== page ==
Falling Down the Economic Ladder

"We can really do something with kids like you."

That's what a YMCA staffperson told my teenaged brother. My brother, sister and I were working at the Y through a summer jobs program for low income youth. It's hard to describe how ridiculous this statement was. Not only did we apparently need fixing, but the person saying so was a heavily made up, 50-something aerobics instructor who seemed convinced that dressing 25 made her so.

Such was our new life. A few years earlier, we didn't qualify as "low income." My parents were still married, and our family of five did fine on my dad's income from the kind of blue collar, union job that's hard to find these days. But my mother needed to leave my father after years of him being violent. She'd stayed longer than she wanted to, as she didn't know how she was going to support us. She took the plunge and started cleaning houses and offices six days a week – all with a bad back and no health insurance or paid time off. No matter how hard she worked, it was never enough, even with a modest house payment. So once our home became a safe place, it was one we barely could hold onto.

We cut back on every conceivable expense, then got food stamps, help from the Heat Energy Assistance Program (HEAP) and occasional grocery donations from church. We hated every moment of it, feeling ashamed of needing help, but we had no choice.

Yet for this aerobics instructor, and many people like her, we were broke because we were doing something wrong.

The Job Training Partnership Act program reached the same conclusion. My brother, sister and I spent four summers in JTPA jobs. Once a summer all participants had to go to a training, usually including "humorous" skits, telling us to show up for work, be on time, dress appropriately and work hard. I can't argue with the messages, and some kids in our program needed to hear them. But not all of us did, and we had a site supervisor to handle problems on a case-by-case basis. Instead, I got to sit through skits that left me feeling humiliated.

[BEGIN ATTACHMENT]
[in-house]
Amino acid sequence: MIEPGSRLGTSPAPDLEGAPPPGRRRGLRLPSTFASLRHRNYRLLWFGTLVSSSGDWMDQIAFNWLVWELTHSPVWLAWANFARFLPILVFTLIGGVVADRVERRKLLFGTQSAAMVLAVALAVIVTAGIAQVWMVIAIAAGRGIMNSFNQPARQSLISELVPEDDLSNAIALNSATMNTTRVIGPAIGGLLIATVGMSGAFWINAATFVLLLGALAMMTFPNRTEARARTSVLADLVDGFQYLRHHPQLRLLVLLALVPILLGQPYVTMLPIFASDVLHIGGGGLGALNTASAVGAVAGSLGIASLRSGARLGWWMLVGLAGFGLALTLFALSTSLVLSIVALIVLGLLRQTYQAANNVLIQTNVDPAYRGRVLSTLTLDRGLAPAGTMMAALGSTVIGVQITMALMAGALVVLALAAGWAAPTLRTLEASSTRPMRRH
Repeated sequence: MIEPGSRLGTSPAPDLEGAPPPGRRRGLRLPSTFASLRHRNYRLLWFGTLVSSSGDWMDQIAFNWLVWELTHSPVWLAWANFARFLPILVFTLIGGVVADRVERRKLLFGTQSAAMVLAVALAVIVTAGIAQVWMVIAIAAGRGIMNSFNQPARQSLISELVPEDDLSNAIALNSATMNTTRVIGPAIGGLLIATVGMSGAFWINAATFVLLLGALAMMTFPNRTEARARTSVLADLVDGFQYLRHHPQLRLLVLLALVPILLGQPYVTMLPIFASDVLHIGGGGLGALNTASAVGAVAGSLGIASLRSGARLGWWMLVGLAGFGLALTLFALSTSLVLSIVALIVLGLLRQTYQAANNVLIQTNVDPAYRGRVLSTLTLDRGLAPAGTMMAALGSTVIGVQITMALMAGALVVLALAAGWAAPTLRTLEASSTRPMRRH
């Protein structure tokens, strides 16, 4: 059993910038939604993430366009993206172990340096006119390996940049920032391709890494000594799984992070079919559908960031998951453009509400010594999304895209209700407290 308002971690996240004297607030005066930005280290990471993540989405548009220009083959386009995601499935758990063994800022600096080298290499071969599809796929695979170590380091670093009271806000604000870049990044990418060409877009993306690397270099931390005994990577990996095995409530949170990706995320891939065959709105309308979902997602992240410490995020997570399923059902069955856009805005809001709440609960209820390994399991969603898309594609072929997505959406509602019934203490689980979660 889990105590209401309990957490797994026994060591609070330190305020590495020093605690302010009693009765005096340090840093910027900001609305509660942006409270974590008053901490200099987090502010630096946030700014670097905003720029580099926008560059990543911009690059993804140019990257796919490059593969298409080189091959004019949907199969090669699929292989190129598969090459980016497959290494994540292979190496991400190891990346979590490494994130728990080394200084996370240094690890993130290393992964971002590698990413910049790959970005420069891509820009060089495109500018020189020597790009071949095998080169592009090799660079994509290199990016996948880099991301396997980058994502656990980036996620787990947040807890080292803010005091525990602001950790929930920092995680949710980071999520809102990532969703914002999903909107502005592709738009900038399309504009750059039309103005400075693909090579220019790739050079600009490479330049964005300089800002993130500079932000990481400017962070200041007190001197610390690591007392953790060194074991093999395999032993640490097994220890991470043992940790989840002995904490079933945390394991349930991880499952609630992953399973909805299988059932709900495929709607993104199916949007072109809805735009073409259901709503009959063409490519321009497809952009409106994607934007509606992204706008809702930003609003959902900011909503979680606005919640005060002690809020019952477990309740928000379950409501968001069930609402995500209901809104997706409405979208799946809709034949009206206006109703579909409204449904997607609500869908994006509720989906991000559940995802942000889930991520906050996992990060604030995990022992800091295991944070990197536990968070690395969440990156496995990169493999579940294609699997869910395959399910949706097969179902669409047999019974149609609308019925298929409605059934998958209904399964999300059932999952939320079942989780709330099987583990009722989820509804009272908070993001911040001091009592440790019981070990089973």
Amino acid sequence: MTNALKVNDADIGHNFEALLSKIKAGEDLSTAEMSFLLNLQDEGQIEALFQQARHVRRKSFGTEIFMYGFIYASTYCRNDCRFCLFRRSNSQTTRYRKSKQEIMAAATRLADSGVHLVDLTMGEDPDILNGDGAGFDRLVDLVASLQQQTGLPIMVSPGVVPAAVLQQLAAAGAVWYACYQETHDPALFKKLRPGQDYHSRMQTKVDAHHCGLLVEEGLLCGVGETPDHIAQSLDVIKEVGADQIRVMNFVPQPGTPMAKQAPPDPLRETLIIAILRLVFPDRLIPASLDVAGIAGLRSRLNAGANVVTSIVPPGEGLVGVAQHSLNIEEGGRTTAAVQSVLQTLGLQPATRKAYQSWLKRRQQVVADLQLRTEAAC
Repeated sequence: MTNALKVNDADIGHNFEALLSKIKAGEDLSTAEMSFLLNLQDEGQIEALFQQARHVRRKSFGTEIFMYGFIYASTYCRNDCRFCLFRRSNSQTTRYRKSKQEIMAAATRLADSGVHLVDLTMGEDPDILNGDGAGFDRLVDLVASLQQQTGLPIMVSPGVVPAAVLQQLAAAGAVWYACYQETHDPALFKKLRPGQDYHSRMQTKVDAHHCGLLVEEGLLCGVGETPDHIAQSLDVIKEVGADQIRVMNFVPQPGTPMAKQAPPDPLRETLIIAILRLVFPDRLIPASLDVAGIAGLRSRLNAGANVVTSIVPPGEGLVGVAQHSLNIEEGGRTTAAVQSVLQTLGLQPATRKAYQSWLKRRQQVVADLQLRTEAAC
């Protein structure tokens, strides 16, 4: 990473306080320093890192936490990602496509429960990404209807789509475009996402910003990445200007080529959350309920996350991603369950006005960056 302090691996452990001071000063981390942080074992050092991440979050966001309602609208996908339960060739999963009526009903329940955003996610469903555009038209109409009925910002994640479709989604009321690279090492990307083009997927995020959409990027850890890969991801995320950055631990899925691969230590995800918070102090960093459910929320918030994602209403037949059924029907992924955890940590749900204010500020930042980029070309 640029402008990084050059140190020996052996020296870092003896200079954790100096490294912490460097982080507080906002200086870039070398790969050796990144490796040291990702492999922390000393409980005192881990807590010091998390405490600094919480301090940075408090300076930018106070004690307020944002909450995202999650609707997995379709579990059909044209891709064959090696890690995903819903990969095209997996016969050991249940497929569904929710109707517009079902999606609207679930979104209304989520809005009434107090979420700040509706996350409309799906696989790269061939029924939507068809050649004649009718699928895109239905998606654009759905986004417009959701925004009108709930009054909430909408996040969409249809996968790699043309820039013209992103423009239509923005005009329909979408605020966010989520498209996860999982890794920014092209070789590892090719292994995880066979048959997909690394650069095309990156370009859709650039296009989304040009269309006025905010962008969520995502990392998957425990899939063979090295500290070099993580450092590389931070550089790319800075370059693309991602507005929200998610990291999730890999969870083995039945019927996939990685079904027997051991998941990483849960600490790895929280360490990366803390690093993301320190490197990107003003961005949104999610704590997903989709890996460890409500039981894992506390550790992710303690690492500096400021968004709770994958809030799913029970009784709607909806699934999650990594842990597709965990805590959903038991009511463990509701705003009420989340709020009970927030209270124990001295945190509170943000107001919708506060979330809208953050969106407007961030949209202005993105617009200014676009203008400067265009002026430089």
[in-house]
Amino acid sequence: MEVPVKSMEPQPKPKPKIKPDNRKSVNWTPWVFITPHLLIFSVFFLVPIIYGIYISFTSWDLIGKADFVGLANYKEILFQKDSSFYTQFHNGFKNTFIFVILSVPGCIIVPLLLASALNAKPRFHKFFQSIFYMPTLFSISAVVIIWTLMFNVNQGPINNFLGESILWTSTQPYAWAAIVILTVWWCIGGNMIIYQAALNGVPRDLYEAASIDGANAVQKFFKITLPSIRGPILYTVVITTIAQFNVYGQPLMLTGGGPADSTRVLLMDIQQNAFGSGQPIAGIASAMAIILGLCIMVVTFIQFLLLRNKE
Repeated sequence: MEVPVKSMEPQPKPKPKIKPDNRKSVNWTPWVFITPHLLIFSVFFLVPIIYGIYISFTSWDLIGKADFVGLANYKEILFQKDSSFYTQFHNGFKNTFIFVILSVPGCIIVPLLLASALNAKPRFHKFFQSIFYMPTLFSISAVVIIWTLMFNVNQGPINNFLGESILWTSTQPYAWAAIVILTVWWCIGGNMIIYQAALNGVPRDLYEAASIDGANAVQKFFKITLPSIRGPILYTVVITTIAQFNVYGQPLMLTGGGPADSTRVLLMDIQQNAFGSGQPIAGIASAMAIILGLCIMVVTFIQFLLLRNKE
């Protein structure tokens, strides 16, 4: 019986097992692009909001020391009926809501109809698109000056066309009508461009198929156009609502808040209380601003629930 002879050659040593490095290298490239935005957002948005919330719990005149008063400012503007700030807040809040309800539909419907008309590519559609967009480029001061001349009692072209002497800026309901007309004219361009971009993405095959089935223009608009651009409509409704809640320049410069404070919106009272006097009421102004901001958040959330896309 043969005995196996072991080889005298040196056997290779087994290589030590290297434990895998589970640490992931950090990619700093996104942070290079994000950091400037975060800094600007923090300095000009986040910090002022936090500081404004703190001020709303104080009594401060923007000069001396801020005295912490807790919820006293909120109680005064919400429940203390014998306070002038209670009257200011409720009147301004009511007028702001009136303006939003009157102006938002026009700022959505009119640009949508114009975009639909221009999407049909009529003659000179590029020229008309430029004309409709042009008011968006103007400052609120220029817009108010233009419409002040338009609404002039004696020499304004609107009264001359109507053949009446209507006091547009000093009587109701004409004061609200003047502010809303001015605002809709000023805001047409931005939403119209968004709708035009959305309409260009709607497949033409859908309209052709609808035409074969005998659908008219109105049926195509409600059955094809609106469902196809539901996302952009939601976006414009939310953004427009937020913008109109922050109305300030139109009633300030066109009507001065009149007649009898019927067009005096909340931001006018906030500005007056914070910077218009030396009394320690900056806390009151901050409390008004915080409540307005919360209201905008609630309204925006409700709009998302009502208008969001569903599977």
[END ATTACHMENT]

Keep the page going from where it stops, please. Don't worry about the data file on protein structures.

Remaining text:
No one questioned my work ethic until we escaped family violence. What a weird tradeoff.

I've long since learned how typical that scenario is. Many people love that old trope about teaching a man to fish, instead of giving him fish. But not enough people ask if his fishing skills are the problem.

An emergency rental assistance program in Washington, DC requires recipients to come in for trainings in budgeting. That could be helpful, but again, it depends. Spending yourself into a hole is one thing. Being behind on rent from a long illness is quite another.

A local family shelter found that a handful of residents didn't know how to clean their apartments, so all residents got trained in it. I kept wondering what that felt like for those who didn't need it.

Ironically, well-intended training programs can be a burden, especially for the working poor. Accessing benefits often means missing work to spend countless hours in waiting rooms. Add some trainings, and you may be missing even more work and wages.